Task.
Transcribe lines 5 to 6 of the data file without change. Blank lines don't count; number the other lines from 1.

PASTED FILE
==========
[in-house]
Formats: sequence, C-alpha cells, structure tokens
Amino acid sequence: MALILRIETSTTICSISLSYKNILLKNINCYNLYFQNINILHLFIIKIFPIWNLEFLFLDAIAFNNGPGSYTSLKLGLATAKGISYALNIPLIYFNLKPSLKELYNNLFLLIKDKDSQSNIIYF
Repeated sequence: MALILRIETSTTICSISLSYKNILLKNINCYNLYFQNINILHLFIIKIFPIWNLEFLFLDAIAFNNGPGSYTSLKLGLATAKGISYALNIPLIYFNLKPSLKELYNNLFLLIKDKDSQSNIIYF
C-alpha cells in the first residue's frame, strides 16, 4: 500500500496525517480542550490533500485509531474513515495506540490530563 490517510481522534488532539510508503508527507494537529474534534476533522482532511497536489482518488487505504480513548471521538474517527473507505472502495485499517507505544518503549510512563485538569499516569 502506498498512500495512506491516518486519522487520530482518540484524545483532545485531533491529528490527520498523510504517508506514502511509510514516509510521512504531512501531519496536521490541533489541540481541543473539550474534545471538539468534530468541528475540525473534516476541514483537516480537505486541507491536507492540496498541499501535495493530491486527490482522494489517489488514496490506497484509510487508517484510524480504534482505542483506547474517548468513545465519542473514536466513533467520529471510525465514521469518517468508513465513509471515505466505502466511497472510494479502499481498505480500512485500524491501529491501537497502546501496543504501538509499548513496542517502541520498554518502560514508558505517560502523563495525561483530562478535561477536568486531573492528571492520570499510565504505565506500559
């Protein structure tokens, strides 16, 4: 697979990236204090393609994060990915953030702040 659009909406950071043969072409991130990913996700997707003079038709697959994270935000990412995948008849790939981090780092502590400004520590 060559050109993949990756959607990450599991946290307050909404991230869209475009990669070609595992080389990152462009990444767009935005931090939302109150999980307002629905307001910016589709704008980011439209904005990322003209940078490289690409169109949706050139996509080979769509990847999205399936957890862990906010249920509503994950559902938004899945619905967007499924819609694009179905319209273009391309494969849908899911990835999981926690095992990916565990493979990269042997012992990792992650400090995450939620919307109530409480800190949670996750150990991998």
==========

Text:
C-alpha cells in the first residue's frame, strides 16, 4: 500500500496525517480542550490533500485509531474513515495506540490530563 490517510481522534488532539510508503508527507494537529474534534476533522482532511497536489482518488487505504480513548471521538474517527473507505472502495485499517507505544518503549510512563485538569499516569 502506498498512500495512506491516518486519522487520530482518540484524545483532545485531533491529528490527520498523510504517508506514502511509510514516509510521512504531512501531519496536521490541533489541540481541543473539550474534545471538539468534530468541528475540525473534516476541514483537516480537505486541507491536507492540496498541499501535495493530491486527490482522494489517489488514496490506497484509510487508517484510524480504534482505542483506547474517548468513545465519542473514536466513533467520529471510525465514521469518517468508513465513509471515505466505502466511497472510494479502499481498505480500512485500524491501529491501537497502546501496543504501538509499548513496542517502541520498554518502560514508558505517560502523563495525561483530562478535561477536568486531573492528571492520570499510565504505565506500559
């Protein structure tokens, strides 16, 4: 697979990236204090393609994060990915953030702040 659009909406950071043969072409991130990913996700997707003079038709697959994270935000990412995948008849790939981090780092502590400004520590 060559050109993949990756959607990450599991946290307050909404991230869209475009990669070609595992080389990152462009990444767009935005931090939302109150999980307002629905307001910016589709704008980011439209904005990322003209940078490289690409169109949706050139996509080979769509990847999205399936957890862990906010249920509503994950559902938004899945619905967007499924819609694009179905319209273009391309494969849908899911990835999981926690095992990916565990493979990269042997012992990792992650400090995450939620919307109530409480800190949670996750150990991998």